Pagan Roman emperor venerated Christ’s image
Catholic World News - July 20, 2011
A pagan Roman emperor venerated an image of Christ every morning, Cardinal Gianfranco Ravasi notes in a brief L’Osservatore Romano article.
Alexander Severus (222-35) “venerated at dawn in his lararium portraits of his ancestors, images of several emperors, the figure of Apollonio of Tiana, but also the icons of Christ, Abraham and Orpheus,” writes the president of the Pontifical Council for Culture. “This syncretism was widespread in the empire at the time and the Roman pantheon unhesitatingly gathered together the figures, ideas, symbols and cults of the Orient, creating an intercultural and multi-religious climate which corresponded to the multiethnic makeup of the populations of the metropolis and of the empire.”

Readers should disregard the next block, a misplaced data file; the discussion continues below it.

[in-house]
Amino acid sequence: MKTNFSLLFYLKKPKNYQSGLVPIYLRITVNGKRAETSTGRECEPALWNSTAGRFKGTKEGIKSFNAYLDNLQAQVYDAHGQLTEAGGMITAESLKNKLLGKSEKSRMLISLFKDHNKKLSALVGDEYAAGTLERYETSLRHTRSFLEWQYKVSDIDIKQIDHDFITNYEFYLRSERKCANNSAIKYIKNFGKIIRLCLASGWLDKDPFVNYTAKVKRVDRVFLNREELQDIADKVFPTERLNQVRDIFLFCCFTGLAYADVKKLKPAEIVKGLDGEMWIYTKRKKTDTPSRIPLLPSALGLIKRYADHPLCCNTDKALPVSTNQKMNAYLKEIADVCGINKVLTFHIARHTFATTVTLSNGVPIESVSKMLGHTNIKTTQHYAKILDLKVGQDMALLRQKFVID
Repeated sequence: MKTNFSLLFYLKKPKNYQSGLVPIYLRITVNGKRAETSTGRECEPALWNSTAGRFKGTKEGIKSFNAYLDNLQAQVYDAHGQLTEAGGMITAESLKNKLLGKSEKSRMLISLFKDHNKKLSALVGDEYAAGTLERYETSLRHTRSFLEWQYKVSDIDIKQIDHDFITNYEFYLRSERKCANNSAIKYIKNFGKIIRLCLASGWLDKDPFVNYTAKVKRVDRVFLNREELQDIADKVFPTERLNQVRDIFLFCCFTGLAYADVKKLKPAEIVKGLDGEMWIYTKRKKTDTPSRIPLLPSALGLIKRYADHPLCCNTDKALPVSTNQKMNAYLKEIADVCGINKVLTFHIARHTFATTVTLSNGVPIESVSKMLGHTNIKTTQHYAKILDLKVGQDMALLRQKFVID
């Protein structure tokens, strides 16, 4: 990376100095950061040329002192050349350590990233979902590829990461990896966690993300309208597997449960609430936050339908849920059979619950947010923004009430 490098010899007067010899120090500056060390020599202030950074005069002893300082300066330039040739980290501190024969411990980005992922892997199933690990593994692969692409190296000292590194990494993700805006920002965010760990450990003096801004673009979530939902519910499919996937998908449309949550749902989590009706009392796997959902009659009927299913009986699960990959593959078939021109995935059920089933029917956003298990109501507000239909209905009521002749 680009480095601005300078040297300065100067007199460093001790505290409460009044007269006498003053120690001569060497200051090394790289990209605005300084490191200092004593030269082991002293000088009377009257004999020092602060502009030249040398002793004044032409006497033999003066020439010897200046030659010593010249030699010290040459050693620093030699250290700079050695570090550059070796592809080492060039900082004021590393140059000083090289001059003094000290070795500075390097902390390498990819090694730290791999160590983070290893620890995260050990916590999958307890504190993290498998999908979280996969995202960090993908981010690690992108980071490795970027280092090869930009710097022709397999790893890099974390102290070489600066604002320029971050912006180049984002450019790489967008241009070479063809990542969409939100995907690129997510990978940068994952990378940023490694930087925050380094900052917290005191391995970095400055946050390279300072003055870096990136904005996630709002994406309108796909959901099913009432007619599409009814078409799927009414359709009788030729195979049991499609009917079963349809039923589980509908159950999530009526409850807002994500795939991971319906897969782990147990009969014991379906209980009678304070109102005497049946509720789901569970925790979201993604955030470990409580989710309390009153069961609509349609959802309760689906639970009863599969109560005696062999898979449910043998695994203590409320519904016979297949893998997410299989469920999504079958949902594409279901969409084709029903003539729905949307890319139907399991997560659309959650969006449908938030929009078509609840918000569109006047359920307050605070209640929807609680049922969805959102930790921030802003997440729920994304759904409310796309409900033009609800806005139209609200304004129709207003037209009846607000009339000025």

Although several saints were martyred during Alexander Severus’ reign, the era is viewed as a relatively tolerant time that preceded the brutal persecutions of Decius (249-51), Valerianus (253-58), and Diocletian (286-305).
An appeal from our founder, Dr. Jeffrey Mirus:
Dear reader: If you found the information on this page helpful in your pursuit of a better Catholic life, please support our work with a donation. Your donation will help us reach seven million Truth-seeking readers worldwide this year. Thank you!
Progress toward our July expenses ($21,632 to go):
All comments are moderated. To lighten our editing burden, only current donors are allowed to Sound Off. If you are a donor, log in to see the comment form; otherwise please support our work, and Sound Off!